Having the same goals and both of us wanting to take all our classes together has helped me so much. I know you’re very smart when it comes to book knowledge, and that helps me when I can’t get assignments sometimes. At work and at school, I watched you go from a shy little girl to a powerful woman who can take care of business.

Life hasn’t always gone our way. But going to school together to earn a degree has strengthened our relationship even more. I couldn’t have found a better partner for school and business. I know we have more school to finish before we each earn a Bachelor of Arts Degree, and sometimes it becomes very hard to maintain our full-time jobs, children and social life, with what little we have and my failing health, but the lemons life gives us…we make them into lemon meringue pie. I got your back, and you got mine.

When we walk across that stage together to accept our degrees, that journey will be the beginning of a new journey together, and I will be so proud of you.

People always ask me what it’s like taking classes together. I tell them, “I remember you’re grown and have to experience life your way, but you remember that I’m your mother.”

 

Love, Kadmiel (Your Daughter)

Who would have thought that starting school would be filled with so many tragedies and triumphs? But through it all, you’re still my classmate.

       When I lost my job, home, car, and marriage, you were there to take me into your home and help me start over again. After deciding to start our own business, you were the one who suggested that we further our education so that we don’t walk blindly as businesswomen. I was single with two children, working part-time, and attending to my children’s needs, and you were working a full-time job for a very small salary, and supporting us all. The idea of attending school seemed very far-fetched. But with a prayer, we went to the Art Institute to pursue our dream of being interior designers with some architectural drafting skills. Surprisingly to us, we got in! We scheduled all our classes together because we had one car, limited money, limited time—and taking classes together saved us money on book costs, too. Then, we were hit again when you lost your house during our fourth semester, and you experienced continual stress with court dates and other details involving the house, and you were so much older than I. You could have given up, but you didn’t, and you didn’t let me give up, either.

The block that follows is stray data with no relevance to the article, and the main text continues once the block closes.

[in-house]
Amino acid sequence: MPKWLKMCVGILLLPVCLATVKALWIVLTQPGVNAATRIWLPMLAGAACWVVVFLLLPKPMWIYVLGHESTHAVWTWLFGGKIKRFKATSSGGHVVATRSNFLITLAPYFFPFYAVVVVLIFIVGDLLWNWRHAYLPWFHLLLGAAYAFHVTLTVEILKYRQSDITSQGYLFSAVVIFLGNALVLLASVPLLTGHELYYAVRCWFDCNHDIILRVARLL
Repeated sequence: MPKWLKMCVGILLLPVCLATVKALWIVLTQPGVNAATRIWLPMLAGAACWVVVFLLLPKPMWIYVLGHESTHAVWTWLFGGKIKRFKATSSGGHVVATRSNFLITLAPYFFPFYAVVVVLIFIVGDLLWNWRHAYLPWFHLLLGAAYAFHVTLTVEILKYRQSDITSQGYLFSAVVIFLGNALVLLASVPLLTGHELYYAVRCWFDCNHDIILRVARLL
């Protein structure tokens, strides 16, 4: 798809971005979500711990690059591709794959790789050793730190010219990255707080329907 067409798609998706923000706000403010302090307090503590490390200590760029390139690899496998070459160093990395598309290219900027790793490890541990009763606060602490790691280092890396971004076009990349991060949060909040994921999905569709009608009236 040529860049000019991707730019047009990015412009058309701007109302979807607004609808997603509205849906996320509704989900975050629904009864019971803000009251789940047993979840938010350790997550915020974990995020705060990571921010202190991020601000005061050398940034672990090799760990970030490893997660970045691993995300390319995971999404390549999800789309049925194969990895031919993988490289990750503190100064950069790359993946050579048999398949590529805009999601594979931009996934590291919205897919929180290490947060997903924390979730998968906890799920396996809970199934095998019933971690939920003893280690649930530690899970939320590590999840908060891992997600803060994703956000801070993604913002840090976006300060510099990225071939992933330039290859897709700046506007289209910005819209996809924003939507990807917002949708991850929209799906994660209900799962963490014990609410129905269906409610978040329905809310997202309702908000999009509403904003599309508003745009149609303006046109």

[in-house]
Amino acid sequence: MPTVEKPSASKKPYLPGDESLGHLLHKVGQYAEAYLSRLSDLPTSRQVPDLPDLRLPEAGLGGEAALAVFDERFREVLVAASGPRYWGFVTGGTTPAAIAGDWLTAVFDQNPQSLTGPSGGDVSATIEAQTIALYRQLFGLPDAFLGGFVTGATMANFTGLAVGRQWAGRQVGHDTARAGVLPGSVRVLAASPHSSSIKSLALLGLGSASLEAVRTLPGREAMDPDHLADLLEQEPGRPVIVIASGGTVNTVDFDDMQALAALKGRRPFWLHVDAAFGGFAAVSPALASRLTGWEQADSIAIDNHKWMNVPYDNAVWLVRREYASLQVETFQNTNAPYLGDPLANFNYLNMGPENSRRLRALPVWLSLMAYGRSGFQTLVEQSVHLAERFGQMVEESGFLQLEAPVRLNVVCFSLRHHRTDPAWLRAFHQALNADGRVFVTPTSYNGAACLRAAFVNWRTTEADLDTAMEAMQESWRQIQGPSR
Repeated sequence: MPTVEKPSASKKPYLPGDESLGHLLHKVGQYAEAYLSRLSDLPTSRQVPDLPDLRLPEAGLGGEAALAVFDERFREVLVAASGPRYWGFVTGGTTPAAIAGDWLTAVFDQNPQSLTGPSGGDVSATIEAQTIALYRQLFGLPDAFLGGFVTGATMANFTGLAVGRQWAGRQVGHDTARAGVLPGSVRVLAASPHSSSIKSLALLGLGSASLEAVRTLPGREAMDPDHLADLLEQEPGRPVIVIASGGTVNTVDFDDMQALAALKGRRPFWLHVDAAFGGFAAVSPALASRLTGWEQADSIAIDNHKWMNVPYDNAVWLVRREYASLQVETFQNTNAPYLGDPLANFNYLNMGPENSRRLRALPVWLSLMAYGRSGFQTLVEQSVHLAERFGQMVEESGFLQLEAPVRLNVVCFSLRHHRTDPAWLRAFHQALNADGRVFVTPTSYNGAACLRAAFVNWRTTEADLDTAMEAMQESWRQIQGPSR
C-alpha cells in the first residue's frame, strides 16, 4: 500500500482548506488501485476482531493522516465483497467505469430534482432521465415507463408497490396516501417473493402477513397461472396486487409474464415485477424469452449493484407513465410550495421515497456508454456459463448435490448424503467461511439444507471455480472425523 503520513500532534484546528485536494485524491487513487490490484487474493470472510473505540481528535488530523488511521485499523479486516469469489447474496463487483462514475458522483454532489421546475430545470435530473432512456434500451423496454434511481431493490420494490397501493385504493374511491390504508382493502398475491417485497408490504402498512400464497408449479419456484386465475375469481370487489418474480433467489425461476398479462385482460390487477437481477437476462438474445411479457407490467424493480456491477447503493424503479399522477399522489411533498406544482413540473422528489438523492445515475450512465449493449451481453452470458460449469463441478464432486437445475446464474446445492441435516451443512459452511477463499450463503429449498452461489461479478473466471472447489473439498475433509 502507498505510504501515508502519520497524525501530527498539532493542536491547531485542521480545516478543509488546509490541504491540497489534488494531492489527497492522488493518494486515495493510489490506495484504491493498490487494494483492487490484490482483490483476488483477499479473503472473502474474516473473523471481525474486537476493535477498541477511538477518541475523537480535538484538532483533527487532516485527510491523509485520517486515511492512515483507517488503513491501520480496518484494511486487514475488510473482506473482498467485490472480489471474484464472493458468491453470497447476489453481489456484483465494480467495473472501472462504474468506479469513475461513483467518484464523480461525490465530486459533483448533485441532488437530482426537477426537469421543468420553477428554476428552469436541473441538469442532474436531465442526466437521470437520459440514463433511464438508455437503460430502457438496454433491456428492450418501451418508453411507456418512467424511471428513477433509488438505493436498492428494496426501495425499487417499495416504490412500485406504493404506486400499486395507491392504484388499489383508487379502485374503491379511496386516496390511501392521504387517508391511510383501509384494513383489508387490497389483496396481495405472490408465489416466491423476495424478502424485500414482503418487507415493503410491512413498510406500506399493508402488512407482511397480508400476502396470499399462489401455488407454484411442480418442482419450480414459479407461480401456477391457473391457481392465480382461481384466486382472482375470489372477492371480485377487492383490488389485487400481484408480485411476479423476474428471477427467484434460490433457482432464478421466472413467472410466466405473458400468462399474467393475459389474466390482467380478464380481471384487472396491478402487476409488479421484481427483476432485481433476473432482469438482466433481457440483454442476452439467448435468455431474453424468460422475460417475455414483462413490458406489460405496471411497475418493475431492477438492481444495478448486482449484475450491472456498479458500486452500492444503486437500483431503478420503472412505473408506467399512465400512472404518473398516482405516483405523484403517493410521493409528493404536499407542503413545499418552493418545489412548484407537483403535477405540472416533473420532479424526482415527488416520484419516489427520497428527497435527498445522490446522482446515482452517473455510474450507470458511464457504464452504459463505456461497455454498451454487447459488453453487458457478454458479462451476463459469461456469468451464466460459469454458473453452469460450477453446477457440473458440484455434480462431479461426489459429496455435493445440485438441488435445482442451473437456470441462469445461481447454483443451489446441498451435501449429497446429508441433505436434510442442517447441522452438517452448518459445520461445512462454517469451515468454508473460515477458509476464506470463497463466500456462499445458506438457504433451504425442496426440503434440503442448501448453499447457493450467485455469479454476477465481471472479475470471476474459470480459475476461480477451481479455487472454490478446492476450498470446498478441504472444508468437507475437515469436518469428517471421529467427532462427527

When everything in the world seems to press against us and try to discourage us, we keep pushing each other to keep moving forward.

When the day comes and we both cross that stage to accept our degrees, I will look back on everything and be so glad that I was able to share this time in my life with you as my classmate and mother. I love you to life.

 


Editor: LinckeN@WLAC.edu | West Los Angeles College | 9000 Overland Ave, Culver City CA 90230 | www.wlac.edu